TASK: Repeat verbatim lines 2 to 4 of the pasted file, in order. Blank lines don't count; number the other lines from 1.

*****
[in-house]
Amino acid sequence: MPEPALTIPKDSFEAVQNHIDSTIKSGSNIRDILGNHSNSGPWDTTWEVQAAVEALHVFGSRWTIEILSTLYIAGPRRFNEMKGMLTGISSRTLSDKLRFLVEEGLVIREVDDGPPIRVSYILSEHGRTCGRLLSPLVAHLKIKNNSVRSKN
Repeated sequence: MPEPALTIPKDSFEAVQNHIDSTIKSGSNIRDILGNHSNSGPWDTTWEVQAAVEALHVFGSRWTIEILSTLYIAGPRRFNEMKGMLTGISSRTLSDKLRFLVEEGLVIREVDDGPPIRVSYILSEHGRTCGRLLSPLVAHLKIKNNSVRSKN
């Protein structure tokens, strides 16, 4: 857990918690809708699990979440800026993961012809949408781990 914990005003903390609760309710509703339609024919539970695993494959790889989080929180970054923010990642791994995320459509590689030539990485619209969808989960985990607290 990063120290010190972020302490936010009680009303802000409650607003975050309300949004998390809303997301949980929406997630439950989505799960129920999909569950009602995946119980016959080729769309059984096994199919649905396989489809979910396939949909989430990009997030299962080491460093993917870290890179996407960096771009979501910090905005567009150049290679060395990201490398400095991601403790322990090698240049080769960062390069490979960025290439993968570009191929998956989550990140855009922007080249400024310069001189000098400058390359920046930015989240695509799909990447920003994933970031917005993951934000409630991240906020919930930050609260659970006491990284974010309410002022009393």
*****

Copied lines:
Amino acid sequence: MPEPALTIPKDSFEAVQNHIDSTIKSGSNIRDILGNHSNSGPWDTTWEVQAAVEALHVFGSRWTIEILSTLYIAGPRRFNEMKGMLTGISSRTLSDKLRFLVEEGLVIREVDDGPPIRVSYILSEHGRTCGRLLSPLVAHLKIKNNSVRSKN
Repeated sequence: MPEPALTIPKDSFEAVQNHIDSTIKSGSNIRDILGNHSNSGPWDTTWEVQAAVEALHVFGSRWTIEILSTLYIAGPRRFNEMKGMLTGISSRTLSDKLRFLVEEGLVIREVDDGPPIRVSYILSEHGRTCGRLLSPLVAHLKIKNNSVRSKN
């Protein structure tokens, strides 16, 4: 857990918690809708699990979440800026993961012809949408781990 914990005003903390609760309710509703339609024919539970695993494959790889989080929180970054923010990642791994995320459509590689030539990485619209969808989960985990607290 990063120290010190972020302490936010009680009303802000409650607003975050309300949004998390809303997301949980929406997630439950989505799960129920999909569950009602995946119980016959080729769309059984096994199919649905396989489809979910396939949909989430990009997030299962080491460093993917870290890179996407960096771009979501910090905005567009150049290679060395990201490398400095991601403790322990090698240049080769960062390069490979960025290439993968570009191929998956989550990140855009922007080249400024310069001189000098400058390359920046930015989240695509799909990447920003994933970031917005993951934000409630991240906020919930930050609260659970006491990284974010309410002022009393």